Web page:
Breaking NEWz you can UzE...
compiled by Jon Stimac
Transactions – ST
LOUIS POST-DISPATCH, MO - Aug 19, 2005
...no cash, no credit card or no checks equals no
problem -- just use your finger...
Marine Who Deserted In 1965 Caught In Florida
- Aug 17, 2005
...fingerprints matched those of a 40 year deserter...
Madrid Bombing Suspect Arrested in Serbia –
LEDGER, FL - Aug 17, 2005
...sample of his fingerprints to Interpol, where they matched prints
provided by Spain...
Britain's Thickest Shoplifter
GLASGOW DAILY RECORD, UK - Aug 20, 2005
...he's caught nicking a computer from a
shop selling CCTV cameras...
Recent Message Board Posts
I need input, ALL trainers, Kasey, Pat, Glenn, Ron, Jon, etc.
Guest Sat Aug 20, 2005 3:54 pm
stacy Thu Aug 18, 2005 3:19 pm
Michelle Wed Aug 17, 2005 4:39 am
Mike French Tue Aug 16, 2005 2:51 pm
UPDATES ON CLPEX.com
No major updates on the website this week.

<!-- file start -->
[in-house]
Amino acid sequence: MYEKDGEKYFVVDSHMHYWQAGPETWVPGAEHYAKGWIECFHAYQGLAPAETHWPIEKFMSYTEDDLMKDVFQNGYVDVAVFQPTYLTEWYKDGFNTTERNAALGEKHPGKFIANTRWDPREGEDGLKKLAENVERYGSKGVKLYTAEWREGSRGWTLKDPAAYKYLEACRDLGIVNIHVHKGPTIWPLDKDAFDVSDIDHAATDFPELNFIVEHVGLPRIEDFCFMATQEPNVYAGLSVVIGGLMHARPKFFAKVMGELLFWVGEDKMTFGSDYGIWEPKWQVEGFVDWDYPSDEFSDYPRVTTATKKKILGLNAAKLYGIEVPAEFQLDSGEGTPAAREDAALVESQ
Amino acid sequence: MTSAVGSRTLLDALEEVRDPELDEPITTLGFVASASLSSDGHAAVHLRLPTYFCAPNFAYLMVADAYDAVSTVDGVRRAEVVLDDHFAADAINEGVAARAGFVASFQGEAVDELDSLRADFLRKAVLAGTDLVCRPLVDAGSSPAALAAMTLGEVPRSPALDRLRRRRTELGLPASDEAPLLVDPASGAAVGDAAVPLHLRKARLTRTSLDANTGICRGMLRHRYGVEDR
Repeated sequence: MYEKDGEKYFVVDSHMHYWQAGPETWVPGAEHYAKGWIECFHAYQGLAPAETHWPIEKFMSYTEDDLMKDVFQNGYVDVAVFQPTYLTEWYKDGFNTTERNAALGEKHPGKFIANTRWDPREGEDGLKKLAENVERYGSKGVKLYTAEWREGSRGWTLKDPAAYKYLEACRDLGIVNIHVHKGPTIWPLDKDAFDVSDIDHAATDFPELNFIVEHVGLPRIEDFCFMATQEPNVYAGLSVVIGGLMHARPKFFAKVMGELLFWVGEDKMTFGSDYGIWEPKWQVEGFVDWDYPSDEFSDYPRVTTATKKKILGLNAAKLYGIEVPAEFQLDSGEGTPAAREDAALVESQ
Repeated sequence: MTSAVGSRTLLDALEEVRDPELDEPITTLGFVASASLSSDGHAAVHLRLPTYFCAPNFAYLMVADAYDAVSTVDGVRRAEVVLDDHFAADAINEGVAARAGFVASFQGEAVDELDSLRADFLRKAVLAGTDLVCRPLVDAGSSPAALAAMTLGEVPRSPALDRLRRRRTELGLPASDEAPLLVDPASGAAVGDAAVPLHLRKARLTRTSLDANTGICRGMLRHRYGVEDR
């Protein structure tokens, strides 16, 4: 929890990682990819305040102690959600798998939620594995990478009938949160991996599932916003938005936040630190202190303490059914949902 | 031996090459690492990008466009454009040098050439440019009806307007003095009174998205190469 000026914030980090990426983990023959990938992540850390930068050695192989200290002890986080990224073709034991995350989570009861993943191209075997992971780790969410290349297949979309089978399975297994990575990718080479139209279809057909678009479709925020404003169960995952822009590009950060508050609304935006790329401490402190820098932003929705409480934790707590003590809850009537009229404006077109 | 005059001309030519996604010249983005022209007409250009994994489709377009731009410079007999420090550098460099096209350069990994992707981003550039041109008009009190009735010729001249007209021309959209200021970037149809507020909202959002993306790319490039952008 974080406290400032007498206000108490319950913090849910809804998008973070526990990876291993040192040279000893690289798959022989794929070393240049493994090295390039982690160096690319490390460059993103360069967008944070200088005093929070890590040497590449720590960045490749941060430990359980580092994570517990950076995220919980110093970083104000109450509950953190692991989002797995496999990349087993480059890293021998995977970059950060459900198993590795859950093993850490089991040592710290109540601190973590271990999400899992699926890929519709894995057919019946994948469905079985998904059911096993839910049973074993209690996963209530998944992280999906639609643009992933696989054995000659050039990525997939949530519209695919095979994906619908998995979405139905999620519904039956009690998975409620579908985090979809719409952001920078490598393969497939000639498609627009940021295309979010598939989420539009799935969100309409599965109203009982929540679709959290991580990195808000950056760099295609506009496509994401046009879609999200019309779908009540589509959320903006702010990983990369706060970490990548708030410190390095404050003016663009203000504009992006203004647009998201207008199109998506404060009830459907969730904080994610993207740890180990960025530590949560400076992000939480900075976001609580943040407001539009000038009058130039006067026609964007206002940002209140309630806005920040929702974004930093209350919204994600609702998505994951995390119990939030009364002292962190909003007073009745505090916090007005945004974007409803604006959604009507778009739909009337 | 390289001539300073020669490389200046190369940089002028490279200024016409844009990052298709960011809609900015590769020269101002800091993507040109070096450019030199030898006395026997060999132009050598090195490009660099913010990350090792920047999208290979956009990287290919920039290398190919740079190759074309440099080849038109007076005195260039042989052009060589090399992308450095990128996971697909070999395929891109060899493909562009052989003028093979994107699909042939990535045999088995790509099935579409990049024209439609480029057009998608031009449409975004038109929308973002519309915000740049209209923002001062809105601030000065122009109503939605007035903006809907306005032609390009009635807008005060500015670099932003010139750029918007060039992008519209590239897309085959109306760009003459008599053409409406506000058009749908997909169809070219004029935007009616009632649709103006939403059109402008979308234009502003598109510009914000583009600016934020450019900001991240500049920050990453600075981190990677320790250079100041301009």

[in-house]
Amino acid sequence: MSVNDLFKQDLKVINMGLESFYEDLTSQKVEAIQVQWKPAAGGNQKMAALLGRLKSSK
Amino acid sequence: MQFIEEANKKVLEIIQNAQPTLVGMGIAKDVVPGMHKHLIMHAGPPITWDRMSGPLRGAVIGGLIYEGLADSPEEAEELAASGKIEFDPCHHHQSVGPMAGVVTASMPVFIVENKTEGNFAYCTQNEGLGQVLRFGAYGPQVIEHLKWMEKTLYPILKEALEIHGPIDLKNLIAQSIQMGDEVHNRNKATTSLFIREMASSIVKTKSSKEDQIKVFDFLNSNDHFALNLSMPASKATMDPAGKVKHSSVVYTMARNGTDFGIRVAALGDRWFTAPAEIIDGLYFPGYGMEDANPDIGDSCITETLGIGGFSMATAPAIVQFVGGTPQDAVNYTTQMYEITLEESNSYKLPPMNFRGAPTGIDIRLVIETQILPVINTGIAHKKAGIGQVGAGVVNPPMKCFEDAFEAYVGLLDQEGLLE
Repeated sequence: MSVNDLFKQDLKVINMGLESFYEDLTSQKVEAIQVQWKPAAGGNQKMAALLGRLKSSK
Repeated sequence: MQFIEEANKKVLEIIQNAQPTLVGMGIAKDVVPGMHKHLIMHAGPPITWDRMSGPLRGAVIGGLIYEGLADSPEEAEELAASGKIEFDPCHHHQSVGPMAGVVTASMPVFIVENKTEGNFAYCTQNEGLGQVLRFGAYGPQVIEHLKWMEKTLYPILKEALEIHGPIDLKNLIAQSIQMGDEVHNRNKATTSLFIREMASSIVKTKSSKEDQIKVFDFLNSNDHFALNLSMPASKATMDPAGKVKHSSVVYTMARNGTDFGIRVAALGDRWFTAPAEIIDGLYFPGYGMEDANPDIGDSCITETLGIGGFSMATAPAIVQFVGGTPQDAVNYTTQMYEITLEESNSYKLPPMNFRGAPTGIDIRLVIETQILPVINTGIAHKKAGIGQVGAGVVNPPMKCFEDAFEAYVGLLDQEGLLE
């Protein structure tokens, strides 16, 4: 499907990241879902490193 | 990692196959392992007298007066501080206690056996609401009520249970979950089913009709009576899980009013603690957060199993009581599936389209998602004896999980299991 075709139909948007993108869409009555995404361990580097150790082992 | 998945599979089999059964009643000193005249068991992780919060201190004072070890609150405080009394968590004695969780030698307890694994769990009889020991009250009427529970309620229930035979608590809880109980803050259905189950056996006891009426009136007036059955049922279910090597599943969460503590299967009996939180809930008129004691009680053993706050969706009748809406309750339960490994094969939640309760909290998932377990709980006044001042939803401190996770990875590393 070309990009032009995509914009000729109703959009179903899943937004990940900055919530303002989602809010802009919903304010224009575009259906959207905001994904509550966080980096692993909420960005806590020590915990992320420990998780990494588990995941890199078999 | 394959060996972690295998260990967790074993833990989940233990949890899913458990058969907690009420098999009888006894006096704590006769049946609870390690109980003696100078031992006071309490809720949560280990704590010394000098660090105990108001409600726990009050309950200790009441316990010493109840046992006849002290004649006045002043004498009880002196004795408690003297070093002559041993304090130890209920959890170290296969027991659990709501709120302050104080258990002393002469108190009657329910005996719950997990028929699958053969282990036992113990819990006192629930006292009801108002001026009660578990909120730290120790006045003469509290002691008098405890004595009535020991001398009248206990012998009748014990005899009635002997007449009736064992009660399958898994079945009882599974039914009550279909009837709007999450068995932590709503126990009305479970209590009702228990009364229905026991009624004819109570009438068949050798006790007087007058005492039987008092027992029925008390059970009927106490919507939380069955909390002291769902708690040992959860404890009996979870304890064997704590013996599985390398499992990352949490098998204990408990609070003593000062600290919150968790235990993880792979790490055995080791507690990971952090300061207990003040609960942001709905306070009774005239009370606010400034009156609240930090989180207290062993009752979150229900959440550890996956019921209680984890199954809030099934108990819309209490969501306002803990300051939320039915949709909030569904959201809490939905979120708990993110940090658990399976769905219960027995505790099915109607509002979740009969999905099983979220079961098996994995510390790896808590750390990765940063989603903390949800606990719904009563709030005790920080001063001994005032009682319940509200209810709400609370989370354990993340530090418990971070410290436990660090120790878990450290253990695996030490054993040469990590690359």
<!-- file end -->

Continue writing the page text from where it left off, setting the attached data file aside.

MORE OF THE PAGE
we looked at the recent NPR radio program that was
critical of forensic science. It was based on data from the innocence
project, as is this week's Detail.
Glenn Langenburg brings us three points in reference
to a recent article that appeared in Science magazine. You have to pay $10
to access the article, unless you are a member of Science online:
Abstract: Converging legal and scientific forces are pushing the
traditional forensic identification sciences toward fundamental change. The
assumption of discernible uniqueness that resides at the core of these fields is
weakened by evidence of errors in proficiency testing and in actual cases.
Changes in the law pertaining to the admissibility of expert evidence in court,
together with the emergence of DNA typing as a model for a scientifically
defensible approach to questions of shared identity, are driving the older
forensic sciences toward a new scientific paradigm.
"I am responding to the article by Saks and Koehler,
from the August issue of Science magazine. This is a rough draft of the letter I
am sending the editors. It is longer than I had anticipated, and it needs to be
trimmed. I may send two versions to them and just see what happens. Any comments